Composer Annea Lockwood at Chicago Festival
Chicago’s Frequency Festival has become a crucial showcase for the movement of “new music”, according to Aaron Cohen reporting for Chicago Tribune. New Zealand-born and New York-based composer Annea Lockwood exemplifies the festival’s idiomatic diversity.
The term “new music” connotes many things: Some of its works are improvised, other pieces are elaborately composed. Performers can create meaningful sounds through minimal gestures on familiar instruments or invent new kinds of voluminous electronics. Many, but not all of its creators made conscious departures from classical conservatory traditions, Cohen writes for the newspaper.
Now in its fifth year, the festival grew out of an ongoing concert series of the same name at Constellation, which Peter Margasak launched in 2013 when he was a Chicago Reader staff writer. He hoped to establish a fixed venue for musicians who had largely relied on themselves to seek performance rooms.
“Musicians often had to rent their equipment,” Margasak said from his home in Berlin. “Some spaces wouldn’t have a piano or a sound system. The idea was to provide a regular space for the new music community, because I felt it didn’t have one.”
While Lockwood was growing up, she and her brother paid close attention to the river flowing through New Zealand’s Southern Alps. That memory of tracking its current informs her installation, “A Sound Map Of The Danube”. Lockwood uses her own field recordings and topography (rather than conventional notation) to immerse listeners in that world.
“If we can listen closely to natural sounds, that process is a process of bonding with those phenomena through the way sound is pulsating through our bodies,” Lockwood said. “From that connection comes concern with environmental issues around rivers — water, pollution — and that can arise a certain activism around that issue. Sound, and our bodies’ response to it, is an amazing conduit of connection.”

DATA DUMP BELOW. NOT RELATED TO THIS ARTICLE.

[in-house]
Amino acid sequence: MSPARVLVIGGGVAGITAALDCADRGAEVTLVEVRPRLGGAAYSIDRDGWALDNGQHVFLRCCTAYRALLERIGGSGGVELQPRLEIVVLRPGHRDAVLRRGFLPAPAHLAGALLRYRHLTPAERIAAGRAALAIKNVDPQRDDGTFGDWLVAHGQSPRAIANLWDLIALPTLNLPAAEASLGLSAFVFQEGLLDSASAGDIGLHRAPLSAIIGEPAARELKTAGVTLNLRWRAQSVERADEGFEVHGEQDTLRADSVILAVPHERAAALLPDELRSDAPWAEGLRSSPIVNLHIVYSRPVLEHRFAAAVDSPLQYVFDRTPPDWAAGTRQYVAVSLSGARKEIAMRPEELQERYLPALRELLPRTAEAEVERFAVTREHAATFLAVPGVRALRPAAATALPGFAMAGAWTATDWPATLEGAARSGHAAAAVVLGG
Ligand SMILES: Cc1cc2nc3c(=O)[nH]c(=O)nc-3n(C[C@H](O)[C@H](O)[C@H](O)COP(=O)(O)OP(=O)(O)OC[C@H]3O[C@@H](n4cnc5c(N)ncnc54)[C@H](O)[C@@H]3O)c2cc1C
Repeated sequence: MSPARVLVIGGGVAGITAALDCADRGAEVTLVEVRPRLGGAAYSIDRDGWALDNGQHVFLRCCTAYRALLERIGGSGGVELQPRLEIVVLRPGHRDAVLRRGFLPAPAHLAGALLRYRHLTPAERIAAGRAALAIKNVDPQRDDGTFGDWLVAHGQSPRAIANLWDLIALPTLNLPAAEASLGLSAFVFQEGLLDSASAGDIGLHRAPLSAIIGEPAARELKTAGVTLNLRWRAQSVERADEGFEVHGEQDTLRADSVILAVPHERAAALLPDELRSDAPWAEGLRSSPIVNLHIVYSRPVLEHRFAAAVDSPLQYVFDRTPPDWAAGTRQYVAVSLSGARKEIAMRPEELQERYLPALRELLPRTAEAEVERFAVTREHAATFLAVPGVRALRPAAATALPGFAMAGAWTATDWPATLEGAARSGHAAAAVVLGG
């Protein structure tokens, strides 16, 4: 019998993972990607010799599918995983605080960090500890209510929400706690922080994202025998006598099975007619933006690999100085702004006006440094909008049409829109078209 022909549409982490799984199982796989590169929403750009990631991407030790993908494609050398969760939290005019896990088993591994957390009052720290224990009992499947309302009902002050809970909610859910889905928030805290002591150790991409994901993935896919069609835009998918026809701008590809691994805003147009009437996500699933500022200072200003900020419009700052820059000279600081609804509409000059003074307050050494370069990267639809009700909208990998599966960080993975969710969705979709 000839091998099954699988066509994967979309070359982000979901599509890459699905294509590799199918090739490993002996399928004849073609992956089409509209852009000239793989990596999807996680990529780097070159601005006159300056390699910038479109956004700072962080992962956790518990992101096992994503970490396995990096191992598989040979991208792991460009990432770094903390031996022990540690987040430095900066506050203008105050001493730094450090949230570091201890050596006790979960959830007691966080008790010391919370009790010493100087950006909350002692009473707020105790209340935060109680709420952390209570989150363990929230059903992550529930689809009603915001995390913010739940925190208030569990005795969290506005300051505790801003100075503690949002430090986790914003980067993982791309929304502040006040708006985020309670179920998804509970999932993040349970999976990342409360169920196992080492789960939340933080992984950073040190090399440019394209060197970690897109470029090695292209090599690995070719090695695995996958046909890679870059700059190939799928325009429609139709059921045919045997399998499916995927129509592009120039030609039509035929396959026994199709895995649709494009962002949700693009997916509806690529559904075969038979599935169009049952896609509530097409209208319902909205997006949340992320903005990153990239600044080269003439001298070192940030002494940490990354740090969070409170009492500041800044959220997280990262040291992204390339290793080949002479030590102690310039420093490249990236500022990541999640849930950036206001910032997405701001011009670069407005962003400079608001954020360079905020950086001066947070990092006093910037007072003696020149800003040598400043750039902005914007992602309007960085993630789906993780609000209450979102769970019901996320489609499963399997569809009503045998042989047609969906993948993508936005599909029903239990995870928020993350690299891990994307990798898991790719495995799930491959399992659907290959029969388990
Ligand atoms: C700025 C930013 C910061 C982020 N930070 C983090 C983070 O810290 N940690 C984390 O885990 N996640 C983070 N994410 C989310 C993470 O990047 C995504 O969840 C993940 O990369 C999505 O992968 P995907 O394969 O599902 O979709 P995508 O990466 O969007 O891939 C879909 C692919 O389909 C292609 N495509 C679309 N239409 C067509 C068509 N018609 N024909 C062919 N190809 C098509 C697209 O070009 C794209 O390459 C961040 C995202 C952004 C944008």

Lockwood has been connecting with an array of sound sources for her compositions for more than five decades. These include investigating how specially shaped glass resonates, to instructing musicians on using small wooden balls to detune a piano (for “Ear-Walking Woman”).
Her other recent work is a collaboration with trumpeter Nate Wooley, who is known as a solo improviser. While writing a commission for him is a singular undertaking, Lockwood prioritises their similar outlook.
“We both love it when a sound you’re generating takes timbral aspects that you wouldn’t have expected, and it feels as if the sound is playing you,” Lockwood said. “So it opens the piece up, opens the performance up a lot, when you can do that with an open mind.”
Lockwood was born in Christchurch in 1939.
Original article by Aaron Cohen, Chicago Tribune, February 21, 2020.
Photo by Nicole Tavenner.